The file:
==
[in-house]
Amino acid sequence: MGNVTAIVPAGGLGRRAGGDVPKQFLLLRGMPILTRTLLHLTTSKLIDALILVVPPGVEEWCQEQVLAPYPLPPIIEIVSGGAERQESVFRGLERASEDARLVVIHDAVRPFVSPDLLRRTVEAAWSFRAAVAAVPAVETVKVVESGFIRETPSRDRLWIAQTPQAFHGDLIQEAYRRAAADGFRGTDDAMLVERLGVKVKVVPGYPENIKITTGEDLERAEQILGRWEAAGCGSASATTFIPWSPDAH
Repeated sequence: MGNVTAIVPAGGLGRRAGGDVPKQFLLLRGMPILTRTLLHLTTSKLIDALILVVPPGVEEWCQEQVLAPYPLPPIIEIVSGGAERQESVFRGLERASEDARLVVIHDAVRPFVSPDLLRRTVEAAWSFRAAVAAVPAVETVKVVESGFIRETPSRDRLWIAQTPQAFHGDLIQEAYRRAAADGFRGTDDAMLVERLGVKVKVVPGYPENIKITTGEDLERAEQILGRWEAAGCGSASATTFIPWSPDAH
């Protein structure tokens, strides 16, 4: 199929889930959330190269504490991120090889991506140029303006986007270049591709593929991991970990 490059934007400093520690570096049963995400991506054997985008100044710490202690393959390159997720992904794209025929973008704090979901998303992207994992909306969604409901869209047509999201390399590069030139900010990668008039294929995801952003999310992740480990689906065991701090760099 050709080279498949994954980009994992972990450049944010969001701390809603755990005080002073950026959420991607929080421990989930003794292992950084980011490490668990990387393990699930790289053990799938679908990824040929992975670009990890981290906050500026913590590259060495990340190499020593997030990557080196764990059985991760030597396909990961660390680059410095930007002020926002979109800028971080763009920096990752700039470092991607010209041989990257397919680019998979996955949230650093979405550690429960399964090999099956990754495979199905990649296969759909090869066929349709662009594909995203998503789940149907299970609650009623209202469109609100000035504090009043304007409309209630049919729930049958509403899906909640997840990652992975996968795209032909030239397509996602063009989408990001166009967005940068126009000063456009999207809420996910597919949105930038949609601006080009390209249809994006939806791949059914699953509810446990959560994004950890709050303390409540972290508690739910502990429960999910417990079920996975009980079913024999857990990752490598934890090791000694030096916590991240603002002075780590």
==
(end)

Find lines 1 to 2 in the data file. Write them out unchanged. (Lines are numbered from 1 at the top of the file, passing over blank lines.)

[in-house]
Amino acid sequence: MGNVTAIVPAGGLGRRAGGDVPKQFLLLRGMPILTRTLLHLTTSKLIDALILVVPPGVEEWCQEQVLAPYPLPPIIEIVSGGAERQESVFRGLERASEDARLVVIHDAVRPFVSPDLLRRTVEAAWSFRAAVAAVPAVETVKVVESGFIRETPSRDRLWIAQTPQAFHGDLIQEAYRRAAADGFRGTDDAMLVERLGVKVKVVPGYPENIKITTGEDLERAEQILGRWEAAGCGSASATTFIPWSPDAH